[A pen-and-ink drawing of the seal follows: OBVERSE, the usual man on horseback with sword and shield; inscription SIGILLUM WIDONIS JUNIORIS DE LAVAL; REVERSE, a bull passant, having his tail porrected even with his back; inscription, ANTE SIGILL . . . . GÏ.]
Out of the Coucher booke" of the Hospitall of St Nicholas in Pontefract,
A [vol. 116] 19 To all the sonnes of the holy mother church Robert de Lacy greeting. Know ye that for the health of my
ss It is singular how perversely seventeenth-century writers, even with the correct orthography before them, miswrite this name. Here, once more, the translator, with Dodsworth's correct "de Laval" before him, goes out of his way to translate it into de la Vall; an indication that he knew nothing of Laval in Guion, the cradle of this family who followed first Roger Pictavensis when dispossessed in Lancashire, and secondly Robert de Lascy, when dispossessed in Yorkshire.
Simon de Apulia was afterwards dean, and Hamo was precentor from 1155 to 1186.
90 This volume had been for some generations in the Winn family at Nostell, and was so till about 1865, when (after a kindly loan of it to me) I returned the volume personally to Mr.
Charles Winn, the grandfather of the present lord. My impression is that Mr. Winn was about to lend the volume to some one else, I think at Wakefield, or in the neighbourhood. This I fear was done, but in any case the book cannot now be found at Nostell. It is a rather thin volume of about foolscap folio size, bound in leather, and slightly repaired at the back towards the lower part. leaves are of parchment, and the handwriting not earlier than late fifteenth century. As it is quite possible that the borrower is now dead, and that the volume has taken its place among those that were his own, I feel it my duty to place what I know concerning it on record, in order that at some future time these remembrances may lead to its identification by its present possessors and its return to the repository to which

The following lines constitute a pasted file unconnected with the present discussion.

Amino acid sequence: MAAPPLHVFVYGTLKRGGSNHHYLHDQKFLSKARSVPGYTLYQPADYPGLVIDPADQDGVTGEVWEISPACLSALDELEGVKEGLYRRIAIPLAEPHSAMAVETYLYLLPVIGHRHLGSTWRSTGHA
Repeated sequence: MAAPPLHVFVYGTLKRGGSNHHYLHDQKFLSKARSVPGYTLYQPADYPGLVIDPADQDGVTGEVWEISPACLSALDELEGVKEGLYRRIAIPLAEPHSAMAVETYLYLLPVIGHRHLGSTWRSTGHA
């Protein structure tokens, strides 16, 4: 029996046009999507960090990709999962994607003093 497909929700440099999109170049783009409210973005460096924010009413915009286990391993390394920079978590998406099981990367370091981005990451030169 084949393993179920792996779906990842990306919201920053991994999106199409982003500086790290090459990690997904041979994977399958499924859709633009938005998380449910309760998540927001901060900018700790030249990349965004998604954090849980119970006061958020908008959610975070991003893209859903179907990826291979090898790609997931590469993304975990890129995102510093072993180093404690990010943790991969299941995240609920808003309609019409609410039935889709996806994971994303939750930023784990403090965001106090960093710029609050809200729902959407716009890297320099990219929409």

soule and of all my Ancestors & heires haue granted & by this my p'sent Charter confirmed to God & the Church of St Oswald of Nostell & the Regular Canons of the same place halfe a Carucate of Land wherein the Church of the said Canons is scituate &c. J allso grant & Confirme
as much as to me and my heires belongeth of the foresaid Cannons, in pure & ppetuall Almes the Church of South Kirkby & the Church of Fetherston with all their appurtnances &c. Wittnesse Osbert Archdeacon, William de Frist [Fryston], Adam son of Peter de Birkin 92 & multis aliis.
Out of Nostell Priory Coucher, fo. 6.
MM [vol. 138] 2 Henry the I. confirmed (inter alia) to God & St Oswald & the Canons of Nostell &c. the Church of Sukerbia [Sukirbia (Dodsworth)] the Church of Bateleia & the Church of Huderesford [Huderesfeld (Dodsworth)] with the lands belonging therevnto which Hugh de la Val gaue unto them.